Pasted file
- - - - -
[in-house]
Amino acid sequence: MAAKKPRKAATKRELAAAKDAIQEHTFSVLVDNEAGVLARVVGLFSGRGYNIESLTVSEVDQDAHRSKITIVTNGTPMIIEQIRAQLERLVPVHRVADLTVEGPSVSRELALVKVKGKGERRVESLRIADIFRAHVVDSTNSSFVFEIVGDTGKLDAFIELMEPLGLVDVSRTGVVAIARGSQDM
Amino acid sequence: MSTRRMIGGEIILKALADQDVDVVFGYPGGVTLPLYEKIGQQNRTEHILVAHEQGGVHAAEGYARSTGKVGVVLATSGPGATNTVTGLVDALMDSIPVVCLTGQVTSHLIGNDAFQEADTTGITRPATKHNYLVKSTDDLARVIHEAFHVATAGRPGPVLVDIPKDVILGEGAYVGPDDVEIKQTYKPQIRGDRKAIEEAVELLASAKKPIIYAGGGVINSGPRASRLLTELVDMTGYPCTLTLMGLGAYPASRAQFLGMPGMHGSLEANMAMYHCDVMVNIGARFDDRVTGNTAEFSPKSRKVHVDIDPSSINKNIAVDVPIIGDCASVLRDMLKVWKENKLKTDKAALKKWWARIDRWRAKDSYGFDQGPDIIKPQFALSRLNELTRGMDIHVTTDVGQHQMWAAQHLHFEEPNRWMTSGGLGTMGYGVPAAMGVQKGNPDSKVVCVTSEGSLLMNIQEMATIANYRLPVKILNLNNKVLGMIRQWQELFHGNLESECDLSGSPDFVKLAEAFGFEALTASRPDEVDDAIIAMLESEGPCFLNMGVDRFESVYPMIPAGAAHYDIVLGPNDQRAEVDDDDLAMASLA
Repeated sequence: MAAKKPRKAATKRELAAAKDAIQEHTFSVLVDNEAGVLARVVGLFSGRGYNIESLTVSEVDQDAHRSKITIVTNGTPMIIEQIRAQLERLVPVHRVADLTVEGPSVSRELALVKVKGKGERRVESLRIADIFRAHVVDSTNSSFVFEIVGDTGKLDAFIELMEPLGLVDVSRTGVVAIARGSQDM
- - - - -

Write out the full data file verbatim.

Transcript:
[in-house]
Amino acid sequence: MAAKKPRKAATKRELAAAKDAIQEHTFSVLVDNEAGVLARVVGLFSGRGYNIESLTVSEVDQDAHRSKITIVTNGTPMIIEQIRAQLERLVPVHRVADLTVEGPSVSRELALVKVKGKGERRVESLRIADIFRAHVVDSTNSSFVFEIVGDTGKLDAFIELMEPLGLVDVSRTGVVAIARGSQDM
Amino acid sequence: MSTRRMIGGEIILKALADQDVDVVFGYPGGVTLPLYEKIGQQNRTEHILVAHEQGGVHAAEGYARSTGKVGVVLATSGPGATNTVTGLVDALMDSIPVVCLTGQVTSHLIGNDAFQEADTTGITRPATKHNYLVKSTDDLARVIHEAFHVATAGRPGPVLVDIPKDVILGEGAYVGPDDVEIKQTYKPQIRGDRKAIEEAVELLASAKKPIIYAGGGVINSGPRASRLLTELVDMTGYPCTLTLMGLGAYPASRAQFLGMPGMHGSLEANMAMYHCDVMVNIGARFDDRVTGNTAEFSPKSRKVHVDIDPSSINKNIAVDVPIIGDCASVLRDMLKVWKENKLKTDKAALKKWWARIDRWRAKDSYGFDQGPDIIKPQFALSRLNELTRGMDIHVTTDVGQHQMWAAQHLHFEEPNRWMTSGGLGTMGYGVPAAMGVQKGNPDSKVVCVTSEGSLLMNIQEMATIANYRLPVKILNLNNKVLGMIRQWQELFHGNLESECDLSGSPDFVKLAEAFGFEALTASRPDEVDDAIIAMLESEGPCFLNMGVDRFESVYPMIPAGAAHYDIVLGPNDQRAEVDDDDLAMASLA
Repeated sequence: MAAKKPRKAATKRELAAAKDAIQEHTFSVLVDNEAGVLARVVGLFSGRGYNIESLTVSEVDQDAHRSKITIVTNGTPMIIEQIRAQLERLVPVHRVADLTVEGPSVSRELALVKVKGKGERRVESLRIADIFRAHVVDSTNSSFVFEIVGDTGKLDAFIELMEPLGLVDVSRTGVVAIARGSQDM